Punctuation: Dashes and Hyphens

The next three marks we will discuss in our punctuation explanation are the em dash (—), the en dash (–), and the hyphen (-). Because all three of these marks look so similar, they are often confused by writers. They are each simple lines but have different lengths and different functions. For our discussion, we will begin with the longest and end with the shortest.

Em Dash
The em dash is named so because it is the width of the letter m. We use the em dash almost exactly the same way we use commas, colons, semicolons, or parentheses—informally, of course. The em dash is wildly popular; however, you should avoid using it in formal writing. The em dash often adds more emphasis or shows contrast. Here are some examples of how the em dash can be used.
  • That girl—that beautiful girl—captured Scott's heart. (The em dash adds emphasis.)
  • Pleasantville had seemed like such a wonderful place—until now. (The em dash shows contrast.)
  • I would love to help—oh wait. I can't right now. (The em dash shows contrast.)
  • My friends—Joseph, Rita, and Janet—will help me move into my new apartment. (Commas or parentheses could also work here.)
  • There was only one thing on her mind—the treasure. (A colon could also work here.)
  • I earn the money—my wife spends it all. (A semicolon could also work here.)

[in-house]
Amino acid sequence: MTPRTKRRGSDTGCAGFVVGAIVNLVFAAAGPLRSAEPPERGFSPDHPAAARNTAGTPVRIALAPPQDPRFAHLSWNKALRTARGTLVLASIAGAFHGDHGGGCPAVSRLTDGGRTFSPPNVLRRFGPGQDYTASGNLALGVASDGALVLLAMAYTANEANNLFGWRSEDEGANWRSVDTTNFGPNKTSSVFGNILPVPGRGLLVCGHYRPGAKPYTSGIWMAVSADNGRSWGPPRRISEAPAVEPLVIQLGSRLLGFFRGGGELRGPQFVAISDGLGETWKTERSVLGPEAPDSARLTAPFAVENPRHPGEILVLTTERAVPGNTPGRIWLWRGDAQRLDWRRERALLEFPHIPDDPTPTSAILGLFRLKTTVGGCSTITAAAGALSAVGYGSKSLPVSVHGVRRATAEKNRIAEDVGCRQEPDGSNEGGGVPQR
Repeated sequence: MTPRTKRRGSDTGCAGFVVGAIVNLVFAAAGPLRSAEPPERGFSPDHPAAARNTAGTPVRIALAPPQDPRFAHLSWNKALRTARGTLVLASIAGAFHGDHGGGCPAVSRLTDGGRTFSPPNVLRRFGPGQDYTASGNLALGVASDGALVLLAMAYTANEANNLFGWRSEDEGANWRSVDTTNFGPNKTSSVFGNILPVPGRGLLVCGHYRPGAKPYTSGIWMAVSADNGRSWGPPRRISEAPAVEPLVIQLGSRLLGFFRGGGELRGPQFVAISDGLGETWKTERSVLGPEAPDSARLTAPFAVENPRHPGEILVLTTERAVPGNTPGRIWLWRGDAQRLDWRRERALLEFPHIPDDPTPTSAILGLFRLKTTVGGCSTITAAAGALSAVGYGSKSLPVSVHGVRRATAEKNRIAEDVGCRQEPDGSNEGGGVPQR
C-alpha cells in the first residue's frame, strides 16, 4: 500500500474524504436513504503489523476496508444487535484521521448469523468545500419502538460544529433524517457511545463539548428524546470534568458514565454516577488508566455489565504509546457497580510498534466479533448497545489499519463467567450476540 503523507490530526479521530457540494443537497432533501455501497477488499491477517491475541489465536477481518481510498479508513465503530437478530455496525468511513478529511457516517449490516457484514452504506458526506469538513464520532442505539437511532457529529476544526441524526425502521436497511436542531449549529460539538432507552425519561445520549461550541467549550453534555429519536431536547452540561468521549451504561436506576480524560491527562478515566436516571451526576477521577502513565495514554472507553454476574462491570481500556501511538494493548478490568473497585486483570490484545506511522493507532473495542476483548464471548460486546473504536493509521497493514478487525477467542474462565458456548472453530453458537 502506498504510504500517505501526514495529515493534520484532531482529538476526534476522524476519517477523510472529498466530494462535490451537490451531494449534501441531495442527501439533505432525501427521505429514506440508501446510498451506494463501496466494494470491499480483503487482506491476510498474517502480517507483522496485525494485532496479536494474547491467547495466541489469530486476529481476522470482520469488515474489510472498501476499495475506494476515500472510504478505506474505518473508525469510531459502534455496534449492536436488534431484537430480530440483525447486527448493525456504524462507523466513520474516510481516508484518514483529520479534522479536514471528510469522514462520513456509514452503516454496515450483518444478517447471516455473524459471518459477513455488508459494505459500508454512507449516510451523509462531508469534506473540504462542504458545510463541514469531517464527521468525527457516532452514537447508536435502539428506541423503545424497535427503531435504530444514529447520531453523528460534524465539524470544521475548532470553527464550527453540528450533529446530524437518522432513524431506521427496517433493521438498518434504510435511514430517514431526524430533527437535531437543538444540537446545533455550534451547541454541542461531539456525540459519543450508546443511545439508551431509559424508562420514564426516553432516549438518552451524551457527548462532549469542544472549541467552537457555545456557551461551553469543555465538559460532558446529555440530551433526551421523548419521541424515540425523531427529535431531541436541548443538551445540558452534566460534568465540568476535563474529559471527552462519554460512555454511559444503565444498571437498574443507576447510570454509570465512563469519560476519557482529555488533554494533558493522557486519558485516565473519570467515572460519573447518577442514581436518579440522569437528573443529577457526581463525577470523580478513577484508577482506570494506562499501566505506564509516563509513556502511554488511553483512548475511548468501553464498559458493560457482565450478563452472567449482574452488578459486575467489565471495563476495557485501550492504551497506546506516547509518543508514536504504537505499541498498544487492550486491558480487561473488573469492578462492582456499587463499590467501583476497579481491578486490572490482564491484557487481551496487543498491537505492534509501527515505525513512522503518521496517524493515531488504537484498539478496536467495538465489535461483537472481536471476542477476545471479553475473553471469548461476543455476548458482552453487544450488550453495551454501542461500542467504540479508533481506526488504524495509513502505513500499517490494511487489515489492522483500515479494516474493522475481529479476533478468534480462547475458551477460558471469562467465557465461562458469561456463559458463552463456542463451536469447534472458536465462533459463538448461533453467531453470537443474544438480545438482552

En Dash
The en dash is named so because it is the width of the letter n. It has two very specific and not-so-common purposes: to replace the word to in numerical ranges and to connect open compound adjectives.
Here are some examples of the en dash with numerical ranges.
  • Our homework is to read pages 8–13 in our textbook.
  • Shannon was living in Japan from 2009–2011.
Normally, a hyphen is used to connect compound adjective.
  • A traffic jam is blocking the Utah-Idaho border.
The compound adjective ,"Utah-Idaho," describes "border." However, when the compound adjective includes two-word parts, we use an en dash instead of a hyphen.
  • A traffic jam is blocking the New York–Pennsylvania border.
The hyphen is the shortest of the three marks and can be found on the keyboard next to the number zero (0) and the equals sign (=). Hyphens can be used for three main purposes: to connect compound words and adjectives, to clarify certain prefixes, and to show word breaks.
Hyphens are used in most compound words and adjectives, but not in all compound words like phrasal verbs.
  • mother-in-law, sugar-free candy, 5-year-old daughter
  • Turn off the TV.
  • The thief broke into my house.
Hyphens are used to clarify prefixes when the prefix might otherwise be ambiguous.
  • co-owner (not "coowner")
  • re-cover (to cover again) vs. recover (to get well)
Lastly, hyphens are used to show word breaks.
  • Maria has two children: a five- and a three-year-old.
  • Carsten is excited to start his uni-
    versity classes this week.
The em dash, the en dash, an the hyphen are three helpful punctuation marks. To learn more about punctuation and writing, visit us at Nomen Global.

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